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Entropy for Random Number Generation

  1. Sep 8, 2016 #1
    I want to generate very random numbers. There's a few approaches to this, such as the audio input from a de-tuned radio, hooking user input such as mouse movement and hashing the results over a period of time etc.. My idea was to get a cheap Geiger Counter and just leave it monitoring background radiation, use this in combination with a nano second resolution clock, each time a discharge event is detected, the least significant few bits of the timer is then used to extend the entropy pool. Left on for long enough and used in combination with other methods. Particularly, I need the numbers to be suitable for emulating quantum level events.
     
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  3. Sep 9, 2016 #2

    jim mcnamara

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    I do not know what you are asking for as help exactly, but what you describe derives from something Matt Blaze wrote circa 1995 - truerand. It's descendants are used to populate entropy pools, for example in linux: /dev/random

    UNIX C code example:
    www.cs.miami.edu/~burt/learning/Math609.../unix_truerand.c
    I hope the link works correctly.

    Note that a good entropy pool should block on read when exhausted. Most of what you are asking seems really better suited to PF's Electrical Engineering forum.
     
  4. Sep 9, 2016 #3

    fluidistic

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    For 40 dollars you can get http://onerng.info/index.html which is open source hardware. It's not exactly what you had in mind but it does the job you had in mind.
    On the other hand, one doesn't really need the entropy pool to be full for most cases. Even password generators don't use /dev/random, they use /dev/urandom instead (which never block). Here are some myths about /dev/urandom and /dev/random.
    http://www.2uo.de/myths-about-urandom/
     
  5. Sep 9, 2016 #4

    DrClaude

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  6. Sep 9, 2016 #5

    nsaspook

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  7. Sep 9, 2016 #6

    jim mcnamara

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  8. Sep 9, 2016 #7

    fluidistic

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    About the disagreement you have between /dev/random and /dev/urandom you mean the former should be used over the latter in most cases? The point of the document is that /dev/random is an overkill most of the time, including for SHA key generation (!). This is also the impression I gather from reading Unix Stack Overflow (for instance https://unix.stackexchange.com/questions/220228/is-it-bad-to-have-a-low-entropy-in-dev-random) and on IRC in both #linux and ##security.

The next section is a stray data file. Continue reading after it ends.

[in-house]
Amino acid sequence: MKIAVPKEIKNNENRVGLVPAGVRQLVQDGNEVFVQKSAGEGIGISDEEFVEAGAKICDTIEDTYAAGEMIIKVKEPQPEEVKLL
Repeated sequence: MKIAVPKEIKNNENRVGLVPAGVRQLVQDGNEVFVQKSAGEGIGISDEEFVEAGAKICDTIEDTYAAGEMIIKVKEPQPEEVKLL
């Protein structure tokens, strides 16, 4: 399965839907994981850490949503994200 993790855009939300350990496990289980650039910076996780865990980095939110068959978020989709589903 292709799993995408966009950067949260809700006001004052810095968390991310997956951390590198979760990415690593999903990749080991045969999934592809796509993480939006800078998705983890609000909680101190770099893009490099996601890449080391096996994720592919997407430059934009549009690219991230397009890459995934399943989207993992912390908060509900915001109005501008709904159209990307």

About the papers you menion, one can find both of them in PDF format with google. First one is from 2006 and a huge security patch has been applied in 2012 so I highly doubt what is in the paper is still relevant. The second one has been kind of debugged by the /dev/random maintainer itself at https://news.ycombinator.com/item?id=6548893. I'm not an expert at all in these things but his arguments seems convincing...

    Also there's a reason why both /dev/urandom and /dev/random are still used in practice. Note that I'm not saying that /dev/random and /dev/urandom are perfect or can't be improved. But in practice they are more than enough (/dev/urandom might not be enough on some hardware where the entropy is very low on a fresh boot up or so, apparently).

    Edit : Another confirmation by an expert : https://security.stackexchange.com/questions/3936/is-a-rand-from-dev-urandom-secure-for-a-login-key. I quote:
    so I was wrong to state after a fresh reboot, it is after a fresh install. Probably because the seed is saved before shutting down so that when you reboot the seed cannot be predicted.

    Edit 2 : And another one (see the most upvoted answer at https://stackoverflow.com/questions/5635277/is-dev-random-considered-truly-random , I quote
    . Etc.
     
    Last edited: Sep 9, 2016
  9. Sep 9, 2016 #8

    jim mcnamara

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    Based on the slightly vague query, I am guessing the OP would need to use /dev/random. It is hard to tell. I assume the OP wants to do some sort of Monte Carlo analysis - again guesswork. Maybe the OP will enlighten us. Then I can stop making a fool of myself....
     
  10. Sep 10, 2016 #9
    Sorry for the vagueness, I'm basically trying to create a quantum level emulator and give it various scenarios. I'm a complete newbie at all this but I'm pretty sure quantum level events are about as random as you can get, so emulating them would need a decent RNG. I've still got a long way to go (and many more questions to ask) before even 1 line of code is written however. The start scenario will probably be a dual slit experiment emulation. The goal of course being to obtain real world results using the simplest rule set.
     
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